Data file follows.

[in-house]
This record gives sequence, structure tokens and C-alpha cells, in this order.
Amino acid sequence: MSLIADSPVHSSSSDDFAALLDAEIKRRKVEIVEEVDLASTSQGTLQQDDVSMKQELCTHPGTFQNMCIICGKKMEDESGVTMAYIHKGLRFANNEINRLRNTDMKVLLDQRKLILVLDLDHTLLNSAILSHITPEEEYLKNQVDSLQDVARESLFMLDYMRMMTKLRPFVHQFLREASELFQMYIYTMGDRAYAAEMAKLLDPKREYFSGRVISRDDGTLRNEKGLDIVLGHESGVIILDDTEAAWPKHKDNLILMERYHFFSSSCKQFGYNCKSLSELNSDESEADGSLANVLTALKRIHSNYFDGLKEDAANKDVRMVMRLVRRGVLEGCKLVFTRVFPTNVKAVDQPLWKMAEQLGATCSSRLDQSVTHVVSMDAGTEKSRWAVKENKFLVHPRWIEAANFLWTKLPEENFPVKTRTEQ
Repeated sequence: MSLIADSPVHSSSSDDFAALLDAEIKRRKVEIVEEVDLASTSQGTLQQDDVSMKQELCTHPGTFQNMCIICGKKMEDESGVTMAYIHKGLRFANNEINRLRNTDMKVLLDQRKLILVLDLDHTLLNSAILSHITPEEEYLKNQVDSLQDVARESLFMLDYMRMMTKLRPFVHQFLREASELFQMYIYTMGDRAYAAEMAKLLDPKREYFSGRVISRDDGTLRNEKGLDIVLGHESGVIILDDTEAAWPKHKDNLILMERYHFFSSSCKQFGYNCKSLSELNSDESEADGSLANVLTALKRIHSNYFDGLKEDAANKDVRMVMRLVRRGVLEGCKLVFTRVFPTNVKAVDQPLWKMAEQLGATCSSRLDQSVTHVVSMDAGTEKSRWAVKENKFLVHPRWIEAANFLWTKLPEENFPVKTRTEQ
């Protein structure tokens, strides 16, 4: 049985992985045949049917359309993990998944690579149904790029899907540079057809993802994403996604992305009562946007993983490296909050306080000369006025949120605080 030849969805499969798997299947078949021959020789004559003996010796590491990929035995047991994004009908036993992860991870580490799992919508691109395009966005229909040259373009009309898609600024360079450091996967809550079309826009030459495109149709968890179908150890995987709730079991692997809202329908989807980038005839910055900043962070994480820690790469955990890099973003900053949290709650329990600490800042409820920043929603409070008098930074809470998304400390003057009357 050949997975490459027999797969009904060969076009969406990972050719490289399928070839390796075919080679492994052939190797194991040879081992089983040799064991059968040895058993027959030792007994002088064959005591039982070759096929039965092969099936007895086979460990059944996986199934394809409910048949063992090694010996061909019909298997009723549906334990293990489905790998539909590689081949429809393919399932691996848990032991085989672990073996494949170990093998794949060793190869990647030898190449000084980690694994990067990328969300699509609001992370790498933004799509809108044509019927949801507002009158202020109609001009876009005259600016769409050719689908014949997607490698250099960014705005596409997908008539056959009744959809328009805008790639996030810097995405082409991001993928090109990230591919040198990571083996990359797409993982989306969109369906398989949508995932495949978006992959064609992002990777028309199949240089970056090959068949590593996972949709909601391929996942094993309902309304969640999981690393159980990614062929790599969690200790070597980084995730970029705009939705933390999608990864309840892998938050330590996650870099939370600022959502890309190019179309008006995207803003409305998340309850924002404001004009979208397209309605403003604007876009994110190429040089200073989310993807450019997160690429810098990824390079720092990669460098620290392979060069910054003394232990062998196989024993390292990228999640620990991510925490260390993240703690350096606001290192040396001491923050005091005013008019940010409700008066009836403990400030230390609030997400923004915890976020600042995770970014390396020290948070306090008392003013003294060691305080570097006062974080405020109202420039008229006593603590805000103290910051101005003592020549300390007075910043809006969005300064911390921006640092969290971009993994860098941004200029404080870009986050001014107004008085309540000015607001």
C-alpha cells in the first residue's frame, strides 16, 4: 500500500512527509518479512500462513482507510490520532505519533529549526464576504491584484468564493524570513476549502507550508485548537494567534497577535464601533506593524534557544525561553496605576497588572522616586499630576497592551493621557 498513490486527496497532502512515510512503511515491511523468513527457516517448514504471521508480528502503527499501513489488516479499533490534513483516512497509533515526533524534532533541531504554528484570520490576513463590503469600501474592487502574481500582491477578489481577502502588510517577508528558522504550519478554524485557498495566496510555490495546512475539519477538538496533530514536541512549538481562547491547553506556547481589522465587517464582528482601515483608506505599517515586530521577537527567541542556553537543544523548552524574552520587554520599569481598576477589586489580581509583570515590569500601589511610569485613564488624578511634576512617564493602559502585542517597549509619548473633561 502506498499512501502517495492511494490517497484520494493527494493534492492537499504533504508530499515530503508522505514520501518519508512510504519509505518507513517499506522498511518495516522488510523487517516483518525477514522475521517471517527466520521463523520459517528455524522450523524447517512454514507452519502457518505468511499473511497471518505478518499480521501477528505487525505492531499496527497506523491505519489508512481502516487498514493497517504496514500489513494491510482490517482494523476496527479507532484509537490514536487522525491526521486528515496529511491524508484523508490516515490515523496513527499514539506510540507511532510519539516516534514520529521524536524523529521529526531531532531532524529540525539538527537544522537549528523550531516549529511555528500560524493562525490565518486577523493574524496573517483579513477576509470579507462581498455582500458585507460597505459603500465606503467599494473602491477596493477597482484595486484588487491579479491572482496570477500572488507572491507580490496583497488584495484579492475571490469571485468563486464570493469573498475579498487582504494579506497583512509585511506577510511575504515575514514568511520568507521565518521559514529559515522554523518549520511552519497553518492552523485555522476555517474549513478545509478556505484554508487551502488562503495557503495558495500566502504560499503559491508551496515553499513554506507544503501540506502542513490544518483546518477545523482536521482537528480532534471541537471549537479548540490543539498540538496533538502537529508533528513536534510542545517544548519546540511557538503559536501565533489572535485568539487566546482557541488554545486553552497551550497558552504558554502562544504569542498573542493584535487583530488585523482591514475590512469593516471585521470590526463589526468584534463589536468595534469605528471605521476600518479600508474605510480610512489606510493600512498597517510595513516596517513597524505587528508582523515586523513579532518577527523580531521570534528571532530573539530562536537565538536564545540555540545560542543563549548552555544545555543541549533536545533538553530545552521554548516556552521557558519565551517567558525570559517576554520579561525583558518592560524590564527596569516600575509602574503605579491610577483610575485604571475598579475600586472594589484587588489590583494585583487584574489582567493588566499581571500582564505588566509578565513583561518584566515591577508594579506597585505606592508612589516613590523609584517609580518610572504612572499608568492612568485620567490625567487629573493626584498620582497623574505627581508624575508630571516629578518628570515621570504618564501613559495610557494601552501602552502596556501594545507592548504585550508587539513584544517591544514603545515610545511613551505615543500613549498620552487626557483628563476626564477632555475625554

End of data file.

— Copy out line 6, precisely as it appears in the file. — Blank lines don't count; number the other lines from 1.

C-alpha cells in the first residue's frame, strides 16, 4: 500500500512527509518479512500462513482507510490520532505519533529549526464576504491584484468564493524570513476549502507550508485548537494567534497577535464601533506593524534557544525561553496605576497588572522616586499630576497592551493621557 498513490486527496497532502512515510512503511515491511523468513527457516517448514504471521508480528502503527499501513489488516479499533490534513483516512497509533515526533524534532533541531504554528484570520490576513463590503469600501474592487502574481500582491477578489481577502502588510517577508528558522504550519478554524485557498495566496510555490495546512475539519477538538496533530514536541512549538481562547491547553506556547481589522465587517464582528482601515483608506505599517515586530521577537527567541542556553537543544523548552524574552520587554520599569481598576477589586489580581509583570515590569500601589511610569485613564488624578511634576512617564493602559502585542517597549509619548473633561 502506498499512501502517495492511494490517497484520494493527494493534492492537499504533504508530499515530503508522505514520501518519508512510504519509505518507513517499506522498511518495516522488510523487517516483518525477514522475521517471517527466520521463523520459517528455524522450523524447517512454514507452519502457518505468511499473511497471518505478518499480521501477528505487525505492531499496527497506523491505519489508512481502516487498514493497517504496514500489513494491510482490517482494523476496527479507532484509537490514536487522525491526521486528515496529511491524508484523508490516515490515523496513527499514539506510540507511532510519539516516534514520529521524536524523529521529526531531532531532524529540525539538527537544522537549528523550531516549529511555528500560524493562525490565518486577523493574524496573517483579513477576509470579507462581498455582500458585507460597505459603500465606503467599494473602491477596493477597482484595486484588487491579479491572482496570477500572488507572491507580490496583497488584495484579492475571490469571485468563486464570493469573498475579498487582504494579506497583512509585511506577510511575504515575514514568511520568507521565518521559514529559515522554523518549520511552519497553518492552523485555522476555517474549513478545509478556505484554508487551502488562503495557503495558495500566502504560499503559491508551496515553499513554506507544503501540506502542513490544518483546518477545523482536521482537528480532534471541537471549537479548540490543539498540538496533538502537529508533528513536534510542545517544548519546540511557538503559536501565533489572535485568539487566546482557541488554545486553552497551550497558552504558554502562544504569542498573542493584535487583530488585523482591514475590512469593516471585521470590526463589526468584534463589536468595534469605528471605521476600518479600508474605510480610512489606510493600512498597517510595513516596517513597524505587528508582523515586523513579532518577527523580531521570534528571532530573539530562536537565538536564545540555540545560542543563549548552555544545555543541549533536545533538553530545552521554548516556552521557558519565551517567558525570559517576554520579561525583558518592560524590564527596569516600575509602574503605579491610577483610575485604571475598579475600586472594589484587588489590583494585583487584574489582567493588566499581571500582564505588566509578565513583561518584566515591577508594579506597585505606592508612589516613590523609584517609580518610572504612572499608568492612568485620567490625567487629573493626584498620582497623574505627581508624575508630571516629578518628570515621570504618564501613559495610557494601552501602552502596556501594545507592548504585550508587539513584544517591544514603545515610545511613551505615543500613549498620552487626557483628563476626564477632555475625554